By Professor of Fisheries and River Management at Charles Sturt's Institute for Land, Water, and Society Dr Lee Baumgartner; Freshwater Ecologist at Charles Sturt Mr Jamin Forbes; and Freshwater Ecologist at Charles Sturt Dr Katie Doyle.
The New South Wales government plans to release two million native fish into rivers of the Murray-Darling Basin, in the largest breeding program of its kind in the state. But as the river system recovers from a string of mass fish deaths, caution is needed.
Having suitable breeding fish does not always guarantee millions of healthy offspring for restocking. And even if millions of young fish are released into the wild, increased fish populations in the long term are not assured.
For stocking to be successful, fish must be released into good quality water, with suitable habitat and lots of food. But these conditions have been quite rare in Murray Darling rivers over the past three years.
We research the impact of human activity on fish and aquatic systems and have studied many Australian fish restocking programs. So let’s take a closer look at the NSW government’s plans.
According to the Sydney Morning Herald, the NSW restocking program involves releasing juvenile Murray cod, golden perch and silver perch into the Darling River downstream of Brewarrina, in north-western NSW.
Other areas including the Lachlan, Murrumbidgee, Macquarie and Murray Rivers will reportedly also be restocked. These species and regions were among the hardest hit by recent fish kills.
Fish restocking is used worldwide to boost species after events such as fish kills, help threatened species recover, and increase populations of recreational fishing species.
Since the 1970s in the Murray-Darling river system, millions of fish have been bred in government and private hatcheries in spring each year. Young fish, called fingerlings, are usually released in the following summer and autumn.
There have been success stories. For example, the endangered trout cod was restocked into the Ovens and Murrumbidgee Rivers between 1997 and 2006. Prior to the restocking program, the species was locally extinct. It’s now re-established in the Murrumbidgee River and no longer requires stocking to maintain the population.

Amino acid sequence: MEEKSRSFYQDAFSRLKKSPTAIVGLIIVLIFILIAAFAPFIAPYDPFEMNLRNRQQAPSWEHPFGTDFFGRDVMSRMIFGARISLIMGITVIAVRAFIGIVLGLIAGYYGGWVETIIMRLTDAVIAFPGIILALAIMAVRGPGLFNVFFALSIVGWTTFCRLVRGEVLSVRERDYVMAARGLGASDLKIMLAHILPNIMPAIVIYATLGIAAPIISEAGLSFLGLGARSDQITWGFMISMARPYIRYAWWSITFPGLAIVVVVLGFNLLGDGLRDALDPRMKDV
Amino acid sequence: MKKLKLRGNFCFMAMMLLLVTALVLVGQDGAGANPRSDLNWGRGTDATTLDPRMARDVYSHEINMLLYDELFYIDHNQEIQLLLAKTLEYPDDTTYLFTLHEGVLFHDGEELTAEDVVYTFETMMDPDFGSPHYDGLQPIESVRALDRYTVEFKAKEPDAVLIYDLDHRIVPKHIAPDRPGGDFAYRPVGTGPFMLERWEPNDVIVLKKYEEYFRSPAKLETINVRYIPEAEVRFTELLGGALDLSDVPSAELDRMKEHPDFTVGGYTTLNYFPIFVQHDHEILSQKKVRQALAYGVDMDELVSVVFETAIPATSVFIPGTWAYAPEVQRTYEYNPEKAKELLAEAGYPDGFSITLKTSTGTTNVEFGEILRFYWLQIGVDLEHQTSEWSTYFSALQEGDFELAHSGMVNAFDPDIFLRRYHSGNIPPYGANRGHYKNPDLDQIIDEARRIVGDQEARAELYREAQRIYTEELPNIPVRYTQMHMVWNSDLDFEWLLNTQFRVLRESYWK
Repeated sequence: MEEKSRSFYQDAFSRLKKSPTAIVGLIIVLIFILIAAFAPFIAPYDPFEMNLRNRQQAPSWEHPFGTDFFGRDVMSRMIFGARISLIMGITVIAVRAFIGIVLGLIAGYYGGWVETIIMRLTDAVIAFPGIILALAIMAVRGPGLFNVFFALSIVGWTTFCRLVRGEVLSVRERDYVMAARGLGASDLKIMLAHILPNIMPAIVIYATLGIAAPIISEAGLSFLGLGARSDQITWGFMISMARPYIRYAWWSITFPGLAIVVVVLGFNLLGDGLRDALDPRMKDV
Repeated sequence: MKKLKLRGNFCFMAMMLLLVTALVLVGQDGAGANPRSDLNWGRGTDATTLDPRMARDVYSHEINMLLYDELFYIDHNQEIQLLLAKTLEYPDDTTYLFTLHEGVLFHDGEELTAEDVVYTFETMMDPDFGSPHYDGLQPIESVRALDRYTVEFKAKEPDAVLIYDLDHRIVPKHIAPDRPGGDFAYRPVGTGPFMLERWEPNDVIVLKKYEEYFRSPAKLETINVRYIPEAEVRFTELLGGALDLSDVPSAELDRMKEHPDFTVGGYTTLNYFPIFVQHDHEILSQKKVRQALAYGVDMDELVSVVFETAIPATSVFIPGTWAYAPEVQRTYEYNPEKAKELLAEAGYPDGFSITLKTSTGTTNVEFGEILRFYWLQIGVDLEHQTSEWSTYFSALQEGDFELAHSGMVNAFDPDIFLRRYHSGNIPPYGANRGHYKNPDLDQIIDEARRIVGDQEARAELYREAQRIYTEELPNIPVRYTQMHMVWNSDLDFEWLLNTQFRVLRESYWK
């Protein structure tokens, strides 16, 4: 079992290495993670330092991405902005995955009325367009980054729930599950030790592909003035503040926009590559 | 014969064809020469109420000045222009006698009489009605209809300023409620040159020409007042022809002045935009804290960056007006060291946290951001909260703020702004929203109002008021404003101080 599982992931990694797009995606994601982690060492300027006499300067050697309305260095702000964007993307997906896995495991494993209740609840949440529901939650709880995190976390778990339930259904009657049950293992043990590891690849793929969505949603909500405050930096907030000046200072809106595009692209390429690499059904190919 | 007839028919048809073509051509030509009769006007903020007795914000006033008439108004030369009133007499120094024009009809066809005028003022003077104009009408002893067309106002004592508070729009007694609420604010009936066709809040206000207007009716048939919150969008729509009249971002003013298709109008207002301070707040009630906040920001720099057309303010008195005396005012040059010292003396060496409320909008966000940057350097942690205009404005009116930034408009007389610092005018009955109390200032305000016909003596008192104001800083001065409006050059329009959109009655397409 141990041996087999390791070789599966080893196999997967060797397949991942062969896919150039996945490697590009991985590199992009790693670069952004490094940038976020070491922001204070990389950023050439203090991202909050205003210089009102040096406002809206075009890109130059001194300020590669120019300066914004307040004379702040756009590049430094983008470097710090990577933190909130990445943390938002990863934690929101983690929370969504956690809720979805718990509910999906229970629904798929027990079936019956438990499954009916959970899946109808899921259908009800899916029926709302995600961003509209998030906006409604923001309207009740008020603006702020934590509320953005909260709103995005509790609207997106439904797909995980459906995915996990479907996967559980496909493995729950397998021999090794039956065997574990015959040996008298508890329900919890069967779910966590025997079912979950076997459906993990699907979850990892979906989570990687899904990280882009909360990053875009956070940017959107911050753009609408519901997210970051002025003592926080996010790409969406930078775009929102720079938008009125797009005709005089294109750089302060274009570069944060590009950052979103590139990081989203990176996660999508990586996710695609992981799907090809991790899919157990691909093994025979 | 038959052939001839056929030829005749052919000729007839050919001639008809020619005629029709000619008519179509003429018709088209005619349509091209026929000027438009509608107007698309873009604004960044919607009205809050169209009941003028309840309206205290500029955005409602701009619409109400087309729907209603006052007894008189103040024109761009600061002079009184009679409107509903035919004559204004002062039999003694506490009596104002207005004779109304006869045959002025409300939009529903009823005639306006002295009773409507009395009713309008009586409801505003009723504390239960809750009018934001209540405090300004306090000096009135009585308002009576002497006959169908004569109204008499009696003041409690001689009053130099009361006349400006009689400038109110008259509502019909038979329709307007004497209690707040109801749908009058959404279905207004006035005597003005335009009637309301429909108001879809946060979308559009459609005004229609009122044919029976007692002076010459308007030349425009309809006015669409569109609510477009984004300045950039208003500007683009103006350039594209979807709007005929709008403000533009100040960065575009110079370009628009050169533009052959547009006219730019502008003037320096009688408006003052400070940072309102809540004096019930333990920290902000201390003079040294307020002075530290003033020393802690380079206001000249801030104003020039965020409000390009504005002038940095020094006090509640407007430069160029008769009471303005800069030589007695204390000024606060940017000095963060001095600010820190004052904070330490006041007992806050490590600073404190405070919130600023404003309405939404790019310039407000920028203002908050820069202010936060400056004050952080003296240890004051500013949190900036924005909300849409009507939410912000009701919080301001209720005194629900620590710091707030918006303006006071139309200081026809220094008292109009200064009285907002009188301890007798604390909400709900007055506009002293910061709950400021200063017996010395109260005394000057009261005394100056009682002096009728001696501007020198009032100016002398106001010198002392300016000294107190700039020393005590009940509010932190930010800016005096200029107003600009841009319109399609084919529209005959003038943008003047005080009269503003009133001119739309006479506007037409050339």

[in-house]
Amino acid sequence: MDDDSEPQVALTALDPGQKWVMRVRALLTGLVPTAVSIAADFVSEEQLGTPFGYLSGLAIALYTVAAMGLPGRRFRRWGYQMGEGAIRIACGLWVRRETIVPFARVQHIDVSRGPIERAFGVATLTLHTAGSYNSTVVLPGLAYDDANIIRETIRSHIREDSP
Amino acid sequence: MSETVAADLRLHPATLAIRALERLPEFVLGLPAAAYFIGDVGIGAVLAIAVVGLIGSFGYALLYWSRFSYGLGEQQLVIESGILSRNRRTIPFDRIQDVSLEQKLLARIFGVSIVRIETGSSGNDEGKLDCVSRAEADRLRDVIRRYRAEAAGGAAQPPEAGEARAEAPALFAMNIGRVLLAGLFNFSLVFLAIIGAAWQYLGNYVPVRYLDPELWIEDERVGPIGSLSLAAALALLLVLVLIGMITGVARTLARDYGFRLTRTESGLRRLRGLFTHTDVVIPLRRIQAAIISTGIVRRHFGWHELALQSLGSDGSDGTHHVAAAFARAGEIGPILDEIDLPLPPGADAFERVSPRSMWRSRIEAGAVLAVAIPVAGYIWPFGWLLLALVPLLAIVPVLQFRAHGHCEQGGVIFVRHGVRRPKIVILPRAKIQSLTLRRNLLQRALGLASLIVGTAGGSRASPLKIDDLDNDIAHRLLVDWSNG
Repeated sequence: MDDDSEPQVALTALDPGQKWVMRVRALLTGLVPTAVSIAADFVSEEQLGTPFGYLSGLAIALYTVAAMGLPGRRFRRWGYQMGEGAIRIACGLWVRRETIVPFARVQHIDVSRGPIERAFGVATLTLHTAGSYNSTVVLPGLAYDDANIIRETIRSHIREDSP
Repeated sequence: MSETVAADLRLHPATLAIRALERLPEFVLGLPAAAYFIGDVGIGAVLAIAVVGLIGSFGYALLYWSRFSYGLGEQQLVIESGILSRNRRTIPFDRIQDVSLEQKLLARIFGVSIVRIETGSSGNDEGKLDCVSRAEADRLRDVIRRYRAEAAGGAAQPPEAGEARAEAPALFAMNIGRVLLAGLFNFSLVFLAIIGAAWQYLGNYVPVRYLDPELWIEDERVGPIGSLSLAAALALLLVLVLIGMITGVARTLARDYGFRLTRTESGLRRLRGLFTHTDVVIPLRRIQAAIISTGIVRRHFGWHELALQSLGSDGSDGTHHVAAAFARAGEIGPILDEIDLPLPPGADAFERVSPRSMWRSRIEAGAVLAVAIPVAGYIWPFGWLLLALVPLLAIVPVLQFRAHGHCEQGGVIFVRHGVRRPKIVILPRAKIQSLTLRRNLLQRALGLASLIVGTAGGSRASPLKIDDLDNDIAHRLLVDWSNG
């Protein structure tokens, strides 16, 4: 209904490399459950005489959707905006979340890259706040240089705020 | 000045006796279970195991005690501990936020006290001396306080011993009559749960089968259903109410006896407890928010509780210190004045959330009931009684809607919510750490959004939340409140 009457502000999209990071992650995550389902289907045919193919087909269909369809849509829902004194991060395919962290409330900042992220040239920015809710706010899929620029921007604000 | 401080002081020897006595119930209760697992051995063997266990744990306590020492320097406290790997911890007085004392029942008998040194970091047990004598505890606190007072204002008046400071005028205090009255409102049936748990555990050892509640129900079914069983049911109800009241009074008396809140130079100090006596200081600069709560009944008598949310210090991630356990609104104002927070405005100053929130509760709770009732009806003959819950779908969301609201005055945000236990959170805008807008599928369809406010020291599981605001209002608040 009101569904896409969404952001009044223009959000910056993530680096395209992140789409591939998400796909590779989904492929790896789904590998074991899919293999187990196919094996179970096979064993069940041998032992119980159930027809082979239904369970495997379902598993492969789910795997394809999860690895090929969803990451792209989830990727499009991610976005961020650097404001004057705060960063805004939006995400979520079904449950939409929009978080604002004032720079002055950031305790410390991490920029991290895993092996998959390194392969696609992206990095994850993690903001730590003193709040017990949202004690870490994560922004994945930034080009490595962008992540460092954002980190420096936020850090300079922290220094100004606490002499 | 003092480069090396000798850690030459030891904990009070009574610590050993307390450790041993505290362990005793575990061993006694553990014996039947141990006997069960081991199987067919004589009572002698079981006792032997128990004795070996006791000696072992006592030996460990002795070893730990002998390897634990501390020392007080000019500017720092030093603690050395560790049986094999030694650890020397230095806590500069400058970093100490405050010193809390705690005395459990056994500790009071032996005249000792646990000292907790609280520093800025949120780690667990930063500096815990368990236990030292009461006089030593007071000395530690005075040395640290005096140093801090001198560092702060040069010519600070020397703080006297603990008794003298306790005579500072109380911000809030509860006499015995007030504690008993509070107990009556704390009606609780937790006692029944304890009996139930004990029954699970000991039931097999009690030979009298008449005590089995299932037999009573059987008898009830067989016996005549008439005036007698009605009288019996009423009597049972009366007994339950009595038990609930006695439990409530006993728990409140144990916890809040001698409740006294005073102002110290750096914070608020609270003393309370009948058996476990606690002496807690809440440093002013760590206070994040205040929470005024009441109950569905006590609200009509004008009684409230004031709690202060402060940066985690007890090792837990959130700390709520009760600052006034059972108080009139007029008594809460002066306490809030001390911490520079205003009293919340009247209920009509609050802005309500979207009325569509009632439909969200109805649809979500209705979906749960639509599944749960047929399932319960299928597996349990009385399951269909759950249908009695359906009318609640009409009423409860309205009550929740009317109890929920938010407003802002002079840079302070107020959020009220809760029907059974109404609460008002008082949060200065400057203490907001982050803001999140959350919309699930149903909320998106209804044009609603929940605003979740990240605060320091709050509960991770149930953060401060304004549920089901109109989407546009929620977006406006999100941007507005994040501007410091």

In response to fish kills in 2010, the Edward-Wakool river system was restocked to help fish recover when natural spawning was expected to be low. And the threatened Murray hardyhead is now increasing in numbers thanks to a successful stocking program in the Lower Darling.
After recent fish kills in the Murray Darling, breeding fish known as “broodstock” were rescued from the river and taken to government and private hatcheries. Eventually, it was expected the rescued fish and their offspring would restock the rivers.
Words of caution
Fish hatchery managers rarely count their fish before they hatch. It’s quite a challenge to ensure adult fish develop viable eggs that are then fertilised at high rates.
Once hatched, larvae must be transported to ponds containing the right amount of plankton for food. The larvae must then avoid predatory birds, be kept free from disease, and grow at the right temperatures.
When it comes to releasing the fish into the wild, careful decisions must be made about how many fish to release, where and when. Factors such as water temperature, pH and dissolved oxygen levels must be carefully assessed.
Introducing hatchery-reared fish into the wild does not always deliver dramatic improvements in fish numbers. Poor water quality, lack of food and slow adaptation to the wild can reduce survival rates.
In some parts of the Murray-Darling, restocking is likely to have slowed the decline in native fish numbers, although it has not stopped it altogether.
Address the root cause
Fish stocking decisions are sometimes motivated by economic reasons, such as boosting species sought by anglers who pay licence fees and support tourist industries. But stocking programs must also consider the underlying reasons for declining fish populations.
Aside from poor water quality, fish in the Murray Darling are threatened by being sucked into irrigation systems, cold water pollution from dams, dams and weirs blocking migration paths and invasive fish species. These factors must be addressed alongside restocking.
Fish should not be released into areas with unsuitable habitat or water quality. The Darling River fish kills were caused by low oxygen levels, associated with drought and water extraction. These conditions could rapidly return if we have another hot, dry summer.
Stocking rivers with young fish is only one step. They must then grow to adults and successfully breed. So the restocking program must consider the entire fish life cycle, and be coupled with good river management.
The Murray Darling Basin Authority’s Native Fish Recovery Strategy includes management actions such as improving fish passage, delivering environmental flows, improving habitat, controlling invasive species and fish harvest restrictions. Funding the strategy’s implementation is a key next step.
After recent rains, parts of the Murray Darling river system are now flowing for the first time in years. But some locals say the flows are only a trickle and more rain is urgently needed.
Higher than average rainfall is predicted between July and September. This will be needed for restocked fish to thrive. If the rain does not arrive, and other measures are not taken to improve the system’s health, then the restocking plans may be futile.
This article first appeared on The Conversation.